Fruit and vegetables given to children under a government scheme are largely imported, often of poor quality and have higher levels of pesticide residues than supermarket equivalents, a report has revealed. The Guardian reports.
Children’s health campaigners are urging the government to revamp the £40m school fruit and vegetable scheme, saying it is a waste of taxpayers’ money and is failing in its mission to encourage young people to eat more fresh produce.
Under the initiative, all children aged four to six attending a state school in England are eligible for a free piece of fruit or veg at school each day. But the report on children’s food in England published on Tuesday by the Soil Association reveals that the produce is largely imported rather than grown in the UK, and often of poor quality or inedible, leading to high levels of food waste.
“The scheme is broken,” said Rob Percival, the head of policy at the Soil Association. “Children are being presented with produce so lacking in flavour and texture that it is teaching them to actively dislike – or at least distrust – fruit and veg.”
An estimated 2 million children attending 18,000 schools in England benefit from the scheme – funded by the Department of Health since 2004 – and the report acknowledges it is an “important investment” in child health. But teachers involved in the research were highly critical of the quality of the produce provided, describing it as lacking in freshness, far from tasty and frequently inedible.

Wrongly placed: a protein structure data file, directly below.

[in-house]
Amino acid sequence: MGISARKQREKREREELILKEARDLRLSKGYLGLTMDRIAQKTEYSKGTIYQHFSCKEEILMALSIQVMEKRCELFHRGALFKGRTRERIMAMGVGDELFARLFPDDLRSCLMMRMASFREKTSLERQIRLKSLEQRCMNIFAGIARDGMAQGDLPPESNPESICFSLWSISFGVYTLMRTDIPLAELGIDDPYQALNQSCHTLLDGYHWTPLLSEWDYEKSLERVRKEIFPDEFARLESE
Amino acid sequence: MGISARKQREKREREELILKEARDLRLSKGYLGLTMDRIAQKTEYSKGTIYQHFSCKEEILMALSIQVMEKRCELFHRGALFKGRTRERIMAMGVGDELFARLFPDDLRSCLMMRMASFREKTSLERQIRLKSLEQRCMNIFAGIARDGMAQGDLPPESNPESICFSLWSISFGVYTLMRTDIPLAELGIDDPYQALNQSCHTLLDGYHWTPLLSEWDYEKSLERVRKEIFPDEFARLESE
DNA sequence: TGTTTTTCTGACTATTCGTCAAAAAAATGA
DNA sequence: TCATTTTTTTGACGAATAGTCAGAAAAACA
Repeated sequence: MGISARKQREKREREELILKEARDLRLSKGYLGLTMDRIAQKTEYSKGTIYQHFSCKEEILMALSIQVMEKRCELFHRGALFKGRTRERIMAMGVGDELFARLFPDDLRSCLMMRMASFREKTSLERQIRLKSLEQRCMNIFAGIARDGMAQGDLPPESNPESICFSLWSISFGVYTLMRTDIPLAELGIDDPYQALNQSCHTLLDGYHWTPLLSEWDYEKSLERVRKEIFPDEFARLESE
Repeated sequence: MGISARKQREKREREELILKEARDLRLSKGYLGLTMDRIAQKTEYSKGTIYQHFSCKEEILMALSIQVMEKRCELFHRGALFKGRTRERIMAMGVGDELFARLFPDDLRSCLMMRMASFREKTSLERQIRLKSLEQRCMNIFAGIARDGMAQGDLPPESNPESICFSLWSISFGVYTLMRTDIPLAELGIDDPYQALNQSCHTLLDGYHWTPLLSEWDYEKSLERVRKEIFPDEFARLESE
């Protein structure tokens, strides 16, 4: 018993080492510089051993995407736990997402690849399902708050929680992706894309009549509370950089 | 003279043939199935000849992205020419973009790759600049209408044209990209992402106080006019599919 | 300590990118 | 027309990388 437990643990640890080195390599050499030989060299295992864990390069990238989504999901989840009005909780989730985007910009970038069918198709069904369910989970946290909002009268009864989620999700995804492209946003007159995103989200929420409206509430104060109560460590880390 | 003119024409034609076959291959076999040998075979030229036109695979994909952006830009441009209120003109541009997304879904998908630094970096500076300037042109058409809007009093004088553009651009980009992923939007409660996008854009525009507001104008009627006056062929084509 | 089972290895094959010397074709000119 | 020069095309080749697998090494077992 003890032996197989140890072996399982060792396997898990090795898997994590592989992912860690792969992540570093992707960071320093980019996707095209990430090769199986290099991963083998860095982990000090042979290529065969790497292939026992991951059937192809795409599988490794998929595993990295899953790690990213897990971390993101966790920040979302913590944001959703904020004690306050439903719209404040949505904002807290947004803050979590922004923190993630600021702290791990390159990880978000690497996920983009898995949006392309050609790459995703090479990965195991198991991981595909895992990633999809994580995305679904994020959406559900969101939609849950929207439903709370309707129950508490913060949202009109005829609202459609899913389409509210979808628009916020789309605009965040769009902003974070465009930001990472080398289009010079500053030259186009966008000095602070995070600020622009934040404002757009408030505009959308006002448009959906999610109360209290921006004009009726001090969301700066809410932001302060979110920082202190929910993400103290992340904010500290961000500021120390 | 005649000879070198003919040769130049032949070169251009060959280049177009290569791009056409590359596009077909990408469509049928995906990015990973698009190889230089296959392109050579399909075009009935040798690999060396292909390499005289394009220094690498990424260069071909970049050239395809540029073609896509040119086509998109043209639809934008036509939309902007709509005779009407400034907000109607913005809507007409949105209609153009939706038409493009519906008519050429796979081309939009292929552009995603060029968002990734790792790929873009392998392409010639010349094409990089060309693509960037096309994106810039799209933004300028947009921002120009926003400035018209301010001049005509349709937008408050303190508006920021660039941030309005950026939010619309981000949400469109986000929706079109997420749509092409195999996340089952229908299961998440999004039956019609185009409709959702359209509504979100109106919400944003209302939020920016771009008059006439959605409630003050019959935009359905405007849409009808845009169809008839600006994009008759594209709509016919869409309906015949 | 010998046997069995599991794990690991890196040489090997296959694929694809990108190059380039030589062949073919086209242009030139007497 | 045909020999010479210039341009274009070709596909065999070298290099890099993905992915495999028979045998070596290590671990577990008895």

“Pears are under-ripe and hard, carrots have been sweating in bags for days. Generally, the produce is not as fresh as we would hope, and this means the children don’t eat it,” one teacher told the organic food and farming organisation.
The association is urging the government to “re-specify” the scheme so that a higher proportion of the produce is British, local and organic, and therefore fresher, tastier, of known provenance and more enjoyable for children. The scheme is administered through an annual government contract currently with Foodbuy, part of the Compass catering group.
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